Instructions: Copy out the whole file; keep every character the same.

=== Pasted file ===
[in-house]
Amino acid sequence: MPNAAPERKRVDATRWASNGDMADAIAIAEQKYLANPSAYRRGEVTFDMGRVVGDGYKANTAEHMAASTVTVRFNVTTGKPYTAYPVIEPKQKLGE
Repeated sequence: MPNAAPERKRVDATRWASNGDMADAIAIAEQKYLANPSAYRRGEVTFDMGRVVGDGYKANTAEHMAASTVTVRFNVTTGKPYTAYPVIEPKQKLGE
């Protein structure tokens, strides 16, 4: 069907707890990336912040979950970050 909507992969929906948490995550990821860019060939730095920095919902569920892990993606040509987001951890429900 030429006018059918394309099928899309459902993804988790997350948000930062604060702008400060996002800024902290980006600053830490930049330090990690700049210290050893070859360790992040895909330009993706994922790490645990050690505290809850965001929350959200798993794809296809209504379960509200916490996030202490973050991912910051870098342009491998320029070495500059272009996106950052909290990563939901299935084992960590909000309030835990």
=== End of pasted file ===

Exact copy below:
[in-house]
Amino acid sequence: MPNAAPERKRVDATRWASNGDMADAIAIAEQKYLANPSAYRRGEVTFDMGRVVGDGYKANTAEHMAASTVTVRFNVTTGKPYTAYPVIEPKQKLGE
Repeated sequence: MPNAAPERKRVDATRWASNGDMADAIAIAEQKYLANPSAYRRGEVTFDMGRVVGDGYKANTAEHMAASTVTVRFNVTTGKPYTAYPVIEPKQKLGE
């Protein structure tokens, strides 16, 4: 069907707890990336912040979950970050 909507992969929906948490995550990821860019060939730095920095919902569920892990993606040509987001951890429900 030429006018059918394309099928899309459902993804988790997350948000930062604060702008400060996002800024902290980006600053830490930049330090990690700049210290050893070859360790992040895909330009993706994922790490645990050690505290809850965001929350959200798993794809296809209504379960509200916490996030202490973050991912910051870098342009491998320029070495500059272009996106950052909290990563939901299935084992960590909000309030835990």